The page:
What is particularly interesting, however, is that some of the candidates who are supported by female rogators have an incredibly high proportion of these notices. Gaius Iulius Polybius, for example, is supported by six different women: Cosseia (CIL IV 10051), Cuculla (CIL IV 7841 = AE 1913: 95), Fabia (CIL IV 7189), Specula (CIL IV 7167), Vatia (CIL IV 123), and Zmyrina (CIL IV 7864 = AE 1912: 238). Another candidate popular amongst the female population of Pompeii was Gnaeus Helvinius Sabinus. He is supported by nine women – although the data may be skewed in part because he has far more surviving notices – Aegle (CIL IV 7862 = AE 1912: 236), Biria (CIL IV 9885), Caprasia (CIL IV 923), Iunia (CIL IV 1168), Maria (CIL IV 7866), Parthope (CIL IV 3403), Poppaea (CIL IV 357), Primgenia (CIL IV 3410), and Recepta (CIL IV 1083). What made these particular men so popular and seen as worthy of a magisterial position remains, unfortunately, lost in history. The programmata written by women do not differ in format from those by men, and thus give no specific clues as to why these women chose to support these men.

The evidence for women participating in the electoral process in Pompeii despite not being able to vote or run for office themselves is one that has always intrigued me, and one, as I stated at the outset, that I think challenges the idea of  women accepting a non-civically minded role in the ancient world. In the final weeks leading up to the American presidential election, the idea of the impact of women voting (or actively campaigning for male candidates) has taken on a new importance. Polls have revealed that women alone may be responsible for the defeat of Donald Trump. Whether or not that happens remains to be seen, but the possibility, in conjunction with the ancient evidence, demonstrates how much women are interested in politics, and always have been.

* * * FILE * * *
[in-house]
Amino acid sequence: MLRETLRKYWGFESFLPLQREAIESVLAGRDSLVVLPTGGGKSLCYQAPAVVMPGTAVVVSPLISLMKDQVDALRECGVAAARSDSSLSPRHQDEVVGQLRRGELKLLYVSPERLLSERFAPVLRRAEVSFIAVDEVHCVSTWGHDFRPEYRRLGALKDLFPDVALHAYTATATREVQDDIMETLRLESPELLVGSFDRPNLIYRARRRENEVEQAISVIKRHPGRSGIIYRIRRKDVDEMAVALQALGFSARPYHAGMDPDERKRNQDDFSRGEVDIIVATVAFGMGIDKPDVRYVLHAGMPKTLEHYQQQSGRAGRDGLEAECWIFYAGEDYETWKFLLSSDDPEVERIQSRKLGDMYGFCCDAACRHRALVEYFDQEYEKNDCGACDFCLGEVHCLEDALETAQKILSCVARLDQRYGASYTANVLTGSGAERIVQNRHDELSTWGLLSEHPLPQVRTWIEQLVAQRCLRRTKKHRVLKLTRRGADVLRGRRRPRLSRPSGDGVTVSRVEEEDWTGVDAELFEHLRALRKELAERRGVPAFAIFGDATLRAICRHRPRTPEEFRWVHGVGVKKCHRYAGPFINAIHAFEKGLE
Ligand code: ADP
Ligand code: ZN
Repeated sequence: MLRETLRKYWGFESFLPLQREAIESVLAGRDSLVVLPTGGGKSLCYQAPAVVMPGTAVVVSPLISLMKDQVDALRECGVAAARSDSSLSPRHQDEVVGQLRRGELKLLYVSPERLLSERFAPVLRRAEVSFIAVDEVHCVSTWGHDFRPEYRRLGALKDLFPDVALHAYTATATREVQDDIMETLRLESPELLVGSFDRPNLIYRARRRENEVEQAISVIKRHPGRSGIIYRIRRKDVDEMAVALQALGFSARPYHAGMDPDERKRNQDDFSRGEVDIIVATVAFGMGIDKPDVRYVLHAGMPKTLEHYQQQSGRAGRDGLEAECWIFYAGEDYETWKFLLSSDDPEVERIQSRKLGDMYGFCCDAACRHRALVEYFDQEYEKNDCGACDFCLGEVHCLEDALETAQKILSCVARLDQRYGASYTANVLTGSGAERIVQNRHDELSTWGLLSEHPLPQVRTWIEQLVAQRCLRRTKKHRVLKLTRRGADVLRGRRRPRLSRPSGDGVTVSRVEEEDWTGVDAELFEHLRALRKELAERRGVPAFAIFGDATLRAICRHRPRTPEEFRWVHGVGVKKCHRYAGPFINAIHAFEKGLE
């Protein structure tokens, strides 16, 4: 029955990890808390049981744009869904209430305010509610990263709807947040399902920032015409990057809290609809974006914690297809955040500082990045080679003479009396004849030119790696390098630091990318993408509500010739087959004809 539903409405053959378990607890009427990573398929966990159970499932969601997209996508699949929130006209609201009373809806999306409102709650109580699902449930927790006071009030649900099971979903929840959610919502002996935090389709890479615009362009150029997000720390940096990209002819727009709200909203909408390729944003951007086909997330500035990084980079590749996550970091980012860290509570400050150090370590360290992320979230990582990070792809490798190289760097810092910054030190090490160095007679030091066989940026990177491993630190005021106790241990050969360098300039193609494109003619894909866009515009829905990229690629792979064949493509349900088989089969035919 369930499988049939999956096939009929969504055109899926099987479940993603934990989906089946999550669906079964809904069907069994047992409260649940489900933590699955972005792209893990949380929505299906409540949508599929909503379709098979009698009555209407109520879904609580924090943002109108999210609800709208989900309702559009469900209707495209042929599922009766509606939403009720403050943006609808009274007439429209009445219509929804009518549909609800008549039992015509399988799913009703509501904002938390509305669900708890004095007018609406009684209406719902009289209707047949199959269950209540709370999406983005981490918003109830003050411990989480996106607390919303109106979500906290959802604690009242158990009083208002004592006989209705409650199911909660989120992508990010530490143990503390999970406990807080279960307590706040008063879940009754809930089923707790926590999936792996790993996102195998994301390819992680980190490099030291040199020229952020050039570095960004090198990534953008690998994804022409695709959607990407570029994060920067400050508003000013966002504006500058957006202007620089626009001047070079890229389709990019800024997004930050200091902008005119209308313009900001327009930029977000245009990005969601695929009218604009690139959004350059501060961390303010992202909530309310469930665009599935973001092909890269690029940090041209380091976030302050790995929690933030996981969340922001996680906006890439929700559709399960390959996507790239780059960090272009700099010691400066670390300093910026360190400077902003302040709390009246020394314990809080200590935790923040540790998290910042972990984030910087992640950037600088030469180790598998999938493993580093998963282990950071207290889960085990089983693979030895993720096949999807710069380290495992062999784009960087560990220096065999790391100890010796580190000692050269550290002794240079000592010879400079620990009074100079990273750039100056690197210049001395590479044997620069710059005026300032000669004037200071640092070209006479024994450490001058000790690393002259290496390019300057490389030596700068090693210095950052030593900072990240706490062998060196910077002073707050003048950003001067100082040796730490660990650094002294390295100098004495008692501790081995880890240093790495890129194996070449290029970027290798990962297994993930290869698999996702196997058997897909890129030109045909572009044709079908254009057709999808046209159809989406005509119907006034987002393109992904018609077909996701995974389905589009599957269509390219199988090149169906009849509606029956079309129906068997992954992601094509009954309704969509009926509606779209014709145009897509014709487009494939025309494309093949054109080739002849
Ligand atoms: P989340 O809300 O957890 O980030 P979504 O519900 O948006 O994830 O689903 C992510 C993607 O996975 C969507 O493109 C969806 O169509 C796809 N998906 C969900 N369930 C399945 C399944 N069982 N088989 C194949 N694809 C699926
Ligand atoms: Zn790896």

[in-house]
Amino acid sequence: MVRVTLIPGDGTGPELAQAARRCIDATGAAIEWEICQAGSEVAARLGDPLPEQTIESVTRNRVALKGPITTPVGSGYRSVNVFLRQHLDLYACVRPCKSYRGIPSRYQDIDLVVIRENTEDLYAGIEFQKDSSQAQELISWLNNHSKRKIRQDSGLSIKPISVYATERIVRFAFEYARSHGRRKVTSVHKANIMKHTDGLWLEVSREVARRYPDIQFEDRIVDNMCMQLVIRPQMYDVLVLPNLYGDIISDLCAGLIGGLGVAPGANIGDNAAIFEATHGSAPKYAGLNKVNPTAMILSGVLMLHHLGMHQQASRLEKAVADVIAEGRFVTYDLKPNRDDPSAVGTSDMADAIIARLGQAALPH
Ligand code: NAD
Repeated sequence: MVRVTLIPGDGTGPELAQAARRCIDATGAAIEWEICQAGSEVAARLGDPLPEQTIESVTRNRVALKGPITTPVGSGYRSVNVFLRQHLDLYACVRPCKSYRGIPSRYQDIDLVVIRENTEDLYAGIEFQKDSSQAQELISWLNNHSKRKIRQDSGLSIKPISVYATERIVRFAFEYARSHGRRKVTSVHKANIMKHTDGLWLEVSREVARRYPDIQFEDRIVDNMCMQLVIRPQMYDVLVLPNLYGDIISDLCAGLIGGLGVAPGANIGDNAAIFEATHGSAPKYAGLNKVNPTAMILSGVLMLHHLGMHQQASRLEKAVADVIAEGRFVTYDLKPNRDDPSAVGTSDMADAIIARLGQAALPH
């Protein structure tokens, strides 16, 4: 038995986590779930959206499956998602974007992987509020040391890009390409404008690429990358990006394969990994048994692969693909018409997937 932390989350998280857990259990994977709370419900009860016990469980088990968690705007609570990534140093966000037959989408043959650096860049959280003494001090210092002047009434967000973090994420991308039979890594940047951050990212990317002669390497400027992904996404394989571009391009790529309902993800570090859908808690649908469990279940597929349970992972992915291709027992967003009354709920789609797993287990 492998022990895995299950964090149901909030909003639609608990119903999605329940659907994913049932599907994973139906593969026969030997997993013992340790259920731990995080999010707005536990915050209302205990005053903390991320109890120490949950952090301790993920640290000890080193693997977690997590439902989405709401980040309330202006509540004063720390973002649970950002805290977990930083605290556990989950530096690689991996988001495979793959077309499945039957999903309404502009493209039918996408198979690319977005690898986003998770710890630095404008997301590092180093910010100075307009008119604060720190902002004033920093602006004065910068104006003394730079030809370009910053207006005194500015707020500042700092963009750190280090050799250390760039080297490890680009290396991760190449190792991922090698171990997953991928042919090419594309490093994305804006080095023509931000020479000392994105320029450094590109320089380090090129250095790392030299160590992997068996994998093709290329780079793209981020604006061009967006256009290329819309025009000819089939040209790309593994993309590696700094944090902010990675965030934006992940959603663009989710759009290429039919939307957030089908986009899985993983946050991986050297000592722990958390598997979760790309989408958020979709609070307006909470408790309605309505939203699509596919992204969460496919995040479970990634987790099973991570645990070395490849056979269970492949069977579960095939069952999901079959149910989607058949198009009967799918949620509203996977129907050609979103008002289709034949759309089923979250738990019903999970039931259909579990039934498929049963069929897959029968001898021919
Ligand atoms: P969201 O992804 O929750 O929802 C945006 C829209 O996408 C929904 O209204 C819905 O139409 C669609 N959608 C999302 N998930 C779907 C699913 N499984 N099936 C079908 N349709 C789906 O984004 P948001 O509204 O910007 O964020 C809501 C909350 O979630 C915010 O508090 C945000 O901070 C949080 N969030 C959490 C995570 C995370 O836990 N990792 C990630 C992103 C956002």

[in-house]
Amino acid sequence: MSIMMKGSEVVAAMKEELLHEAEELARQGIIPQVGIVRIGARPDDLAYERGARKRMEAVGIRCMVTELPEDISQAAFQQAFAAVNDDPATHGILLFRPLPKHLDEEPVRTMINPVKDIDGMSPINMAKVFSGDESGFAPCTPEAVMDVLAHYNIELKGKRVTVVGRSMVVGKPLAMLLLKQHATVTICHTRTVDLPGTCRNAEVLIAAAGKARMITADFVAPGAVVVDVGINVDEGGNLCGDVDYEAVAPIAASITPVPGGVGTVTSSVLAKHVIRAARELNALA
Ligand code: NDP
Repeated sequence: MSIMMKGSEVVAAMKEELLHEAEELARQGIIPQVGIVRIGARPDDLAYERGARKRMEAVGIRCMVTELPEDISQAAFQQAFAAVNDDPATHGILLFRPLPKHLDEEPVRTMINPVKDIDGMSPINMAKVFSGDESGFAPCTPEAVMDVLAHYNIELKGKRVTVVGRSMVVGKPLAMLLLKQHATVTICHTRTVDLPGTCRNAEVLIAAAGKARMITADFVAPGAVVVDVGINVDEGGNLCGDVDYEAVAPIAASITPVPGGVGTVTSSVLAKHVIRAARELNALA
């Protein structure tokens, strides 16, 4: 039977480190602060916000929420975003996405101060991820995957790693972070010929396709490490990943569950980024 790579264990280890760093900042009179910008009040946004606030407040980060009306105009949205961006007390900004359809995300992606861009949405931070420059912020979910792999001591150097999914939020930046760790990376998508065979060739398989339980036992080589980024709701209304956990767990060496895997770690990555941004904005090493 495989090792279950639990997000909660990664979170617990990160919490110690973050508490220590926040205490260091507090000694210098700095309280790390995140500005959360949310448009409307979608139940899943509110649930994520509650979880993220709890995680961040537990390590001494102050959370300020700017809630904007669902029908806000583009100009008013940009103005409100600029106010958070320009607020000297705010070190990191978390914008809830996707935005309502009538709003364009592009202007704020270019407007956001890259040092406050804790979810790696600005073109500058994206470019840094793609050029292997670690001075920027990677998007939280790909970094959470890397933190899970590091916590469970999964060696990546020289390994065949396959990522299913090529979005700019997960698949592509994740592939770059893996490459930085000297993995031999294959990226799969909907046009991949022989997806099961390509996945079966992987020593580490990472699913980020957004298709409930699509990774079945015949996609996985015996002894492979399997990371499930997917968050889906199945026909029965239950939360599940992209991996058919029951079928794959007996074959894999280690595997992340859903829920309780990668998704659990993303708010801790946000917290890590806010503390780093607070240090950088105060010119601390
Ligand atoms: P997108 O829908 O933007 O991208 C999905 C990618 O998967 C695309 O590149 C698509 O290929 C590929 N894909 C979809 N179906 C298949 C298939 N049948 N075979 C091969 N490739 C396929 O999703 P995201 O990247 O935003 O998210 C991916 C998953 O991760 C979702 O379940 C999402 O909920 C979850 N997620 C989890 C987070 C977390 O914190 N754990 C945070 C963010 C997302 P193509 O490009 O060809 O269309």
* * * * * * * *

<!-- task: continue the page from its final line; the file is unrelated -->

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H.R. Fecit

Much to my chagrin, one of my most recent forays into finding graffiti included a supremely klutzy moment wherein, distracted by some scratchings in the stone wall, I completely missed a couple of steps in what was probably the most inelegant tumble ever,  and am still limping around Oxford with the resultant sprained ankle. Nevertheless, I was much intrigued by what I saw on the walls of Kenilworth Castle.

Kenilworth Castle is largely a ruin today, but has stood on a hill for nearly nine hundred years. Its ruinous state is largely down to Oliver Cromwell, who ordered the demolition of the castle after the Civil War. It remained the possession of a single family from the time of the Restoration until 1938, when it was given to the state, and later in the century, English Heritage. Despite private ownership, it became a tourist destination in the early nineteenth century, with a little help from Sir Walter Scott’s novel Kenilworth (1821).

It should come as no surprise then, that the graffiti I stumbled upon (literally!) in the castle keep is not medieval, but fairly modern. The earliest date I found was 1835:

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The latest was inscribed by Cindy and Guy in 1983. I expect, as the castle  passed into the hands of English Heritage in 1984, the area was better secured against would be graffitists as none have a date after this point.

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The keep itself is a sort of reddish-greyish sandstone, so whilst not the easiest surface to carve into, isn’t as difficult as some other rocks. This, and the interest of time, is probably why most of the marks left behind are merely initials.